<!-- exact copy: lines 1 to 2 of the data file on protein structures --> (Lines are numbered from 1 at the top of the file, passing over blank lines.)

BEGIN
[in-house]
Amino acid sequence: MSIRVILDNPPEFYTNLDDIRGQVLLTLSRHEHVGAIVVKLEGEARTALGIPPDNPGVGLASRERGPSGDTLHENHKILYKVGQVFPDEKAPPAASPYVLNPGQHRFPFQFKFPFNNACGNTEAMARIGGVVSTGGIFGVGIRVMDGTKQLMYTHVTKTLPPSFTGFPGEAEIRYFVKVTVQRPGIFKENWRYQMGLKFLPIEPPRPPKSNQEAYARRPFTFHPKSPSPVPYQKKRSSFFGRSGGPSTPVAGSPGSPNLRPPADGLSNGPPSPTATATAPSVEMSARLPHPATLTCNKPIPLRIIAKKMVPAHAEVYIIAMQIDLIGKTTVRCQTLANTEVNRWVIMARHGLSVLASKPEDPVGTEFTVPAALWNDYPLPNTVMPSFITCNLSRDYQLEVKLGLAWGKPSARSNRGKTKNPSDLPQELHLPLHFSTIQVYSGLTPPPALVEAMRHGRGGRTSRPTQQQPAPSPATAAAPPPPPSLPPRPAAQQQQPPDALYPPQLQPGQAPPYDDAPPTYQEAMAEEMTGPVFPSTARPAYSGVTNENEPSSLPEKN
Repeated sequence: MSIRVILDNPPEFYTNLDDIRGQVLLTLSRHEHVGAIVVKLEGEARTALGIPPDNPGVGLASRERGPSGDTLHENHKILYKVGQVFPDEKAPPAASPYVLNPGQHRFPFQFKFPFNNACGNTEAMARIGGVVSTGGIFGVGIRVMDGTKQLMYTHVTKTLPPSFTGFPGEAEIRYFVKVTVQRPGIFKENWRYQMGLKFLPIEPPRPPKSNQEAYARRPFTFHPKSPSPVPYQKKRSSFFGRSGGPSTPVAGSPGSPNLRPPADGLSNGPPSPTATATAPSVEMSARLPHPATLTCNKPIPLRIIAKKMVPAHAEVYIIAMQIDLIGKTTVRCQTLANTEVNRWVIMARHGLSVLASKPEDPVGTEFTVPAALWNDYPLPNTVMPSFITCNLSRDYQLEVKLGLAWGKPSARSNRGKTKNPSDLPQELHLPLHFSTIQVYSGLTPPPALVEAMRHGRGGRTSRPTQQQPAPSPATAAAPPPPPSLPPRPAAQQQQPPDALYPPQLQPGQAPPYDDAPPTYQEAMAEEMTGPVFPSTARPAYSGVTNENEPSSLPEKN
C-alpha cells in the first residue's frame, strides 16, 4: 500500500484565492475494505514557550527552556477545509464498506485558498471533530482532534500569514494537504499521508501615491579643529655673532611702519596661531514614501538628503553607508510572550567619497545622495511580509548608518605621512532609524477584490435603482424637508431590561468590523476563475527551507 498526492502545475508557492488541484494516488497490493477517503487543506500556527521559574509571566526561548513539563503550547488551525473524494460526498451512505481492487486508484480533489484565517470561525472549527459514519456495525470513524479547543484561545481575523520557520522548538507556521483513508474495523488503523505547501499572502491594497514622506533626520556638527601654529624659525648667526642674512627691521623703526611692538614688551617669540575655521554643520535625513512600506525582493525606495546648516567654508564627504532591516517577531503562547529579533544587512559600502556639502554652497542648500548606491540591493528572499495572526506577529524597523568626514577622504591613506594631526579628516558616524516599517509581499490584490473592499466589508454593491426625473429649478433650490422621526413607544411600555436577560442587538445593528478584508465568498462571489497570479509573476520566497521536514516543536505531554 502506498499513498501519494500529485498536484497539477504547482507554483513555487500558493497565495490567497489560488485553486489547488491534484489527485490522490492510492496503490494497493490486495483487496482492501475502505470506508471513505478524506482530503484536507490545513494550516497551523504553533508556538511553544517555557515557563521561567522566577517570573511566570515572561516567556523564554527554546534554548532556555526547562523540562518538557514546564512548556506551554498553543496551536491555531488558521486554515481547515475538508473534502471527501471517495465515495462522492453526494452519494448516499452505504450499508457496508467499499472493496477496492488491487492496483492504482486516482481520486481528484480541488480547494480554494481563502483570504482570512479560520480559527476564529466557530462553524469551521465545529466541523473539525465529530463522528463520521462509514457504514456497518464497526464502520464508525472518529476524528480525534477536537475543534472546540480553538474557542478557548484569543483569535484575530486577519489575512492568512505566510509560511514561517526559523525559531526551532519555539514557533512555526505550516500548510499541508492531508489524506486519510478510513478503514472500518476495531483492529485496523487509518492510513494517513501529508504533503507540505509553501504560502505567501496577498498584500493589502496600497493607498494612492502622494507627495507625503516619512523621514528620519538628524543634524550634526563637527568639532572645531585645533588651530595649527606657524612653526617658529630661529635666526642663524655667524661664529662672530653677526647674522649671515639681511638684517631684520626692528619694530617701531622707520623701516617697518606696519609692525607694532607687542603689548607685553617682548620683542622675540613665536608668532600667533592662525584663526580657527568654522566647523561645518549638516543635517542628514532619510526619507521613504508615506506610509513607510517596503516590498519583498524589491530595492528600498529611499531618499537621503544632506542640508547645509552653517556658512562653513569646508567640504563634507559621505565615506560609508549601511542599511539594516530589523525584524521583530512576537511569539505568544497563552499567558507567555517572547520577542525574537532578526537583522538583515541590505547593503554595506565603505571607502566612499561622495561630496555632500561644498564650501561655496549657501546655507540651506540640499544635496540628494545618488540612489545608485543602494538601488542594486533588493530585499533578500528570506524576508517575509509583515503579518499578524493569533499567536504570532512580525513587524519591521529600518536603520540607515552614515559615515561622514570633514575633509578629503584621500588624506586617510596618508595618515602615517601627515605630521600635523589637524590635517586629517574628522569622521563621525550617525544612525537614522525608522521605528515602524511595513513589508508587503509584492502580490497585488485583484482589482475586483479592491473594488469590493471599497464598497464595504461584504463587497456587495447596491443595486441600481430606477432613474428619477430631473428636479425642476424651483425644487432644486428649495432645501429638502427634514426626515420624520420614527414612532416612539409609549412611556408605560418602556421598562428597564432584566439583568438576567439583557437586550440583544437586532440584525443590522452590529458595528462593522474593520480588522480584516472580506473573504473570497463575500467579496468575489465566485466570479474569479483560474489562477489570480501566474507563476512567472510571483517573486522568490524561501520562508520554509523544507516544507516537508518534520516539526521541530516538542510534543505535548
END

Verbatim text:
[in-house]
Amino acid sequence: MSIRVILDNPPEFYTNLDDIRGQVLLTLSRHEHVGAIVVKLEGEARTALGIPPDNPGVGLASRERGPSGDTLHENHKILYKVGQVFPDEKAPPAASPYVLNPGQHRFPFQFKFPFNNACGNTEAMARIGGVVSTGGIFGVGIRVMDGTKQLMYTHVTKTLPPSFTGFPGEAEIRYFVKVTVQRPGIFKENWRYQMGLKFLPIEPPRPPKSNQEAYARRPFTFHPKSPSPVPYQKKRSSFFGRSGGPSTPVAGSPGSPNLRPPADGLSNGPPSPTATATAPSVEMSARLPHPATLTCNKPIPLRIIAKKMVPAHAEVYIIAMQIDLIGKTTVRCQTLANTEVNRWVIMARHGLSVLASKPEDPVGTEFTVPAALWNDYPLPNTVMPSFITCNLSRDYQLEVKLGLAWGKPSARSNRGKTKNPSDLPQELHLPLHFSTIQVYSGLTPPPALVEAMRHGRGGRTSRPTQQQPAPSPATAAAPPPPPSLPPRPAAQQQQPPDALYPPQLQPGQAPPYDDAPPTYQEAMAEEMTGPVFPSTARPAYSGVTNENEPSSLPEKN